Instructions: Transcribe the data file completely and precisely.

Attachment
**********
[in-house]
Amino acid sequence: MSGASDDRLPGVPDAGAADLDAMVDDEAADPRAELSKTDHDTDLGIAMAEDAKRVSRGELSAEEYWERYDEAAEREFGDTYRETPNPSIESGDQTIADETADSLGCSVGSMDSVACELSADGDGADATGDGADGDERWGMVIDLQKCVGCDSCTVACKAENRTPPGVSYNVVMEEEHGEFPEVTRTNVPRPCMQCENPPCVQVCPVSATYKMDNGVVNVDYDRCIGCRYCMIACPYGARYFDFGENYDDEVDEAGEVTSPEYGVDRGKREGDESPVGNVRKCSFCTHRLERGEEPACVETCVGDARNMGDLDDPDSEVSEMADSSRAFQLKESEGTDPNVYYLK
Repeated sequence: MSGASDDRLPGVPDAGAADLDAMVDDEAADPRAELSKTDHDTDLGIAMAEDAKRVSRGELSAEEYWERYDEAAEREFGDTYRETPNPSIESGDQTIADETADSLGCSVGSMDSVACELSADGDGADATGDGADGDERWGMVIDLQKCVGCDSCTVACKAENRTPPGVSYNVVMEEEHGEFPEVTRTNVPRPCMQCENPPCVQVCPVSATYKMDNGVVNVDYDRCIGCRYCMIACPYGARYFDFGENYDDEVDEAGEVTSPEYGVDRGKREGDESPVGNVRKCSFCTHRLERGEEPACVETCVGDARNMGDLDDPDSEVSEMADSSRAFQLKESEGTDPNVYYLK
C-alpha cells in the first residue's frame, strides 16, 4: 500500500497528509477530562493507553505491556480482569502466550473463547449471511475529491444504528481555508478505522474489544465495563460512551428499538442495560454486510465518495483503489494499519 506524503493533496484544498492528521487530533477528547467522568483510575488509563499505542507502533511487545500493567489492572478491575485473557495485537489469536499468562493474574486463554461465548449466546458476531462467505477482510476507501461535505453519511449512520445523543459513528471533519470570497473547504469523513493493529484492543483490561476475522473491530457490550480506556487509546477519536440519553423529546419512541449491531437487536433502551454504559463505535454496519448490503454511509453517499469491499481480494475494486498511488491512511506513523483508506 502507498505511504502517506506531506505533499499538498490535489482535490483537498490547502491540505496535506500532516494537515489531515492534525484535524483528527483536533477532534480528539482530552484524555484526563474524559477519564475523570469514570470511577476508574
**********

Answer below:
[in-house]
Amino acid sequence: MSGASDDRLPGVPDAGAADLDAMVDDEAADPRAELSKTDHDTDLGIAMAEDAKRVSRGELSAEEYWERYDEAAEREFGDTYRETPNPSIESGDQTIADETADSLGCSVGSMDSVACELSADGDGADATGDGADGDERWGMVIDLQKCVGCDSCTVACKAENRTPPGVSYNVVMEEEHGEFPEVTRTNVPRPCMQCENPPCVQVCPVSATYKMDNGVVNVDYDRCIGCRYCMIACPYGARYFDFGENYDDEVDEAGEVTSPEYGVDRGKREGDESPVGNVRKCSFCTHRLERGEEPACVETCVGDARNMGDLDDPDSEVSEMADSSRAFQLKESEGTDPNVYYLK
Repeated sequence: MSGASDDRLPGVPDAGAADLDAMVDDEAADPRAELSKTDHDTDLGIAMAEDAKRVSRGELSAEEYWERYDEAAEREFGDTYRETPNPSIESGDQTIADETADSLGCSVGSMDSVACELSADGDGADATGDGADGDERWGMVIDLQKCVGCDSCTVACKAENRTPPGVSYNVVMEEEHGEFPEVTRTNVPRPCMQCENPPCVQVCPVSATYKMDNGVVNVDYDRCIGCRYCMIACPYGARYFDFGENYDDEVDEAGEVTSPEYGVDRGKREGDESPVGNVRKCSFCTHRLERGEEPACVETCVGDARNMGDLDDPDSEVSEMADSSRAFQLKESEGTDPNVYYLK
C-alpha cells in the first residue's frame, strides 16, 4: 500500500497528509477530562493507553505491556480482569502466550473463547449471511475529491444504528481555508478505522474489544465495563460512551428499538442495560454486510465518495483503489494499519 506524503493533496484544498492528521487530533477528547467522568483510575488509563499505542507502533511487545500493567489492572478491575485473557495485537489469536499468562493474574486463554461465548449466546458476531462467505477482510476507501461535505453519511449512520445523543459513528471533519470570497473547504469523513493493529484492543483490561476475522473491530457490550480506556487509546477519536440519553423529546419512541449491531437487536433502551454504559463505535454496519448490503454511509453517499469491499481480494475494486498511488491512511506513523483508506 502507498505511504502517506506531506505533499499538498490535489482535490483537498490547502491540505496535506500532516494537515489531515492534525484535524483528527483536533477532534480528539482530552484524555484526563474524559477519564475523570469514570470511577476508574